How important is good fuel vaporization? Around 1990 when I started my Lightning R&D business I spent a full month at the U of MN Science and Technology Library reading a few 1000 pages of SAE papers going back over 60 years on two strokes. I came away with two things that I thought would help make better high performance two stroke engines. About a year later a friend of mine called me (Yamaha dealer) and said they had a Yamaha SRV sled that was ported and polished and piped and no matter how rich they jetted it,(fuel was running out of the pipe) it kept sticking pistons. He wanted me to fix it. So I tore it down, analyzed all the porting in the computer and got rid of all the polishing and dialed in the transfers so they were within a few thou in regards to heights and a few other minor port time changes. What I did helped fuel vaporization and when it was put back together they could jet it down and it made decent power and didn't burn down anymore. and they had a happy customer.

To make matters worse, maybe stale fuel where the light ends have gone off some, or not sure about this but our modern fuel may be a little harder to vaporize because of EPA regs and all auto engines are now fuel injected so they can get away with it. I know the EPA has been trying to reduce evaporitive emissions for quite some time.

Good Luck

The above is just a tast of all the priceless info you can find on DynoTechResearch.com for $20 a year , I have been one of their happy
customers from Issue 1 since back in the late 80's.

And it certainly helped me design and build my littl2 629 big bore.

Lightning R&D - 17 Years of Computer Aided Porting - Dealer for SlyDog Skis - Aaen Pipes - Fox floats - FabCraft - etc.
 

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Ok, you are one smart guy!

The rod bearings just went on my '04 MXZ 800 and destroyed pretty much the entire motor. The dealer who tore it down could not find the cause of the problem and even accused me of over revving the motor. If I read your info correctly this could have been caused my detonation? I always warm the sled up. What if this thing is running cold? Would a smart man keep his carb heat on to avoid this issue? Would you put a temp sensor on the sled and watch it religiously? Sorry for all the questions, but my dealer does not have the knowledge to answer these questions, and they probably would look at me funny if I tried to explain this to them.
 

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I am theorizing here or guessing on some of these engines going down in regards to
detonation. But what I am trying to get at is the so called cold seize when you look at the underlying cause (the fuel not vaporizing) could be happening and causing a lot of problems nobody had a clue about. I know I have read that article on Vaporization many times but the short paragragh on cold seize just never clicked until last week.
These stock series lll engines have the goofiest head that has ever been put on an engine. Its called a top hat combustion chamber. When I analyze it with head software it has a squish velocity measured in meters per second of over 40 at peak rpm around 8,000. Over the years I never designed heads with much more than 20 to 25 meters per second max. The books say to high of squish velocity will in and of itself cause detonation. Now when you run that head at about 5,000 RPM it has a more normal squish velocity. Also at that RPM the piston will dwell around TDC much longer and I think what happens is then most of the A/F is trapped in that small combustion bowl and more completely burned, thus giving lower emissions to meet EPA #'s. But at peak RPM's it just isn't an optimum head design. The old 670 heads were a classic hemi head and thats what I reccommend.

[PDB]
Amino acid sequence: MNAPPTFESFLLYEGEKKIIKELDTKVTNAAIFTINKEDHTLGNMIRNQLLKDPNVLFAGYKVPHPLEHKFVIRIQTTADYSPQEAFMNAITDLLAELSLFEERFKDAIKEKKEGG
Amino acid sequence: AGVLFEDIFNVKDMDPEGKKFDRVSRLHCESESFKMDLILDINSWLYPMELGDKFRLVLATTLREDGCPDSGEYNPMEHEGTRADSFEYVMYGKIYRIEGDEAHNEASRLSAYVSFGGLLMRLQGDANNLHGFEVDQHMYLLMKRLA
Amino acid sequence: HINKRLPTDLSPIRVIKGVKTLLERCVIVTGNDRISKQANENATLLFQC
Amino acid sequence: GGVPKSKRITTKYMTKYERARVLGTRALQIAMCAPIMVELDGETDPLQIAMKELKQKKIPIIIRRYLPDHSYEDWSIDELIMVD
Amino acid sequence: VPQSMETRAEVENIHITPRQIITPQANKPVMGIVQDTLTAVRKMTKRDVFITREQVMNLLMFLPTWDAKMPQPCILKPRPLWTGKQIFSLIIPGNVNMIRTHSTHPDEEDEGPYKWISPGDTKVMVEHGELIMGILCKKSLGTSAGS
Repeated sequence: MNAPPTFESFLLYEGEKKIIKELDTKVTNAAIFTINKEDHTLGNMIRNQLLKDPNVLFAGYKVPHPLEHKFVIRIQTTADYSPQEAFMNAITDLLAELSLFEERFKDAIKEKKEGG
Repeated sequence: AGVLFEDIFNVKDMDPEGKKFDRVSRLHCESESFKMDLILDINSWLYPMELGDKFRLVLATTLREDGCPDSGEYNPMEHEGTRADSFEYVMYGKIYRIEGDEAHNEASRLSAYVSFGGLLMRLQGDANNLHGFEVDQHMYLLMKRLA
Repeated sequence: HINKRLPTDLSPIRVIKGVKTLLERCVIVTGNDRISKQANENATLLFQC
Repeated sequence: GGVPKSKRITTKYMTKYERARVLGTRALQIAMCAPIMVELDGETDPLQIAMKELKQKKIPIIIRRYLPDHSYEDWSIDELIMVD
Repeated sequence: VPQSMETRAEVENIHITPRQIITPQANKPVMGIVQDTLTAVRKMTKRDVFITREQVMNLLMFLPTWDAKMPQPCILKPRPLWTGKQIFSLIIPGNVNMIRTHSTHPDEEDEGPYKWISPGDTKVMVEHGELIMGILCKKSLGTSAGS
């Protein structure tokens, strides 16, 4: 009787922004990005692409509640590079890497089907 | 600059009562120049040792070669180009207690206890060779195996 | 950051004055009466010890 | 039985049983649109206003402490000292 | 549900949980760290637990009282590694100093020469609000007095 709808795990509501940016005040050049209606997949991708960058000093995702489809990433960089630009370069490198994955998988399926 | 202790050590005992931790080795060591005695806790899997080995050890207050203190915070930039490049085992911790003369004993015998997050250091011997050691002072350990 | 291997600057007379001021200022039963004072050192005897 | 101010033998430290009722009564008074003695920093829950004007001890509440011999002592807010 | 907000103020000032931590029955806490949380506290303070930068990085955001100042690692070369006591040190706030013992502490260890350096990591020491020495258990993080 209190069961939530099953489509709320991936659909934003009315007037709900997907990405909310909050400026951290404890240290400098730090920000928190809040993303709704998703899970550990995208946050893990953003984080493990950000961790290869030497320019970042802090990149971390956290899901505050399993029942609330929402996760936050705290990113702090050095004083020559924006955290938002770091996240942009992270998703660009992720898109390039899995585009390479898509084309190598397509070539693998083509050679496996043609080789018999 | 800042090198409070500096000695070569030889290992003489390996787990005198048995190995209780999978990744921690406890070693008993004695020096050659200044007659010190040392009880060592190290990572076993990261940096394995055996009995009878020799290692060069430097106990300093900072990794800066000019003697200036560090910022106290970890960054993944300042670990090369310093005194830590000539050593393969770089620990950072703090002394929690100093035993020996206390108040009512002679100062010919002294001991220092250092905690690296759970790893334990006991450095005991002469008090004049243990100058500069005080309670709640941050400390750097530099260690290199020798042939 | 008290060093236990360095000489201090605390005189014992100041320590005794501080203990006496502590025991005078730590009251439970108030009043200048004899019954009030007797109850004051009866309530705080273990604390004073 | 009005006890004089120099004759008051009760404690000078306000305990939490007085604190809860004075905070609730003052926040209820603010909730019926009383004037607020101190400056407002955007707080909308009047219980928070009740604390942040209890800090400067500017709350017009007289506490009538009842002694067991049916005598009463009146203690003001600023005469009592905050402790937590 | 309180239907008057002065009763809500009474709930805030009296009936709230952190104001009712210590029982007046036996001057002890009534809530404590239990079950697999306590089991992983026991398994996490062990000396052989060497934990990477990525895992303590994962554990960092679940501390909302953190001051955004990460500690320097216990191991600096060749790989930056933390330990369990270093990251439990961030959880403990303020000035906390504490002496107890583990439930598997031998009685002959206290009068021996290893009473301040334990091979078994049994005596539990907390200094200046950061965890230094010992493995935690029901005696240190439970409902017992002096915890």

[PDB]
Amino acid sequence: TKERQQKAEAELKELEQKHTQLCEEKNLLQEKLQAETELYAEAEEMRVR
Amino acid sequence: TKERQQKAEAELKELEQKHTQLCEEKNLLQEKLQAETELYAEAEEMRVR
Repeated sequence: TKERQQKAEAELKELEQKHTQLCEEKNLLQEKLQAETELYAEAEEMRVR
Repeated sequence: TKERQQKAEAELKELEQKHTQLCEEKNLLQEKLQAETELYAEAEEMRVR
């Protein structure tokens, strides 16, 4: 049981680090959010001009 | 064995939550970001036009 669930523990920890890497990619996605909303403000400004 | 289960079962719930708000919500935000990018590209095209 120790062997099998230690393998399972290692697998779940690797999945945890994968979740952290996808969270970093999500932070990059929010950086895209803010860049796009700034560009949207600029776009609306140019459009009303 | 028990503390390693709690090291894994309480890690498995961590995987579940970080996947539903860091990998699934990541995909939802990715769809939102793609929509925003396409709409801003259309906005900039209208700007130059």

As far as carb heat I'm not so sure that will help I think its a matter of the crankcase being up to its stable operating temp. Also giiving these engines enough oil. Kelsey reccommends premix and pretty rich at that. I tell my customers to crank up the oil also, so far they haven't had rod or crank problems. The 800HO just may have to many areas that are at the edge. The powertech by a friend of mines theory may tuned so close that it can go into detonation and then the computer pulls it back. Solution would be to change the tuning a little with a better head with a little lower compression and use that 600HO needle in it to get rid of the scary midrange EGT temps. I would also have a gauge for EGT's and actual water temp. And if it was mine I might have another temp sensor on the crank case to see what the actual running temp of the crank case was and how long it takes to get there with a light load like trail riding at 30 to 45 mph. Haven't done this with mine yet but after writing all this am going to. My stable head temps on my engine are around 225 to 325 degrees but have know idea on the crankcase temp and this is what I think I will influence the vaporization of the fuel the most. On compression #'s the books say high compression pushes heat into the head and piston, and takes it away from the pipe becuase the pipe doesn't pump as well. The result with a 2-stroke is high compression boost the mid range and hurts peak HP. Back in the early 90's there was an italian dirt bike head that had a movable dome on the order of PSI dial a domes except it was under nitrogen pressure so that at low and mid range rpm it was down for high compression and high squish velocity and at peak rpm it raised up for lower compression and low squish velocity. The idea was sound and it worked except not for long as it would bind up up and stick. That would be the perfect scenario to have your cake and eat it to but we can't have both. I kept the compression low on my 629 fan for just that reason as it doesn't have enough cooling so you can't be forcing to much heat intoit with high compression.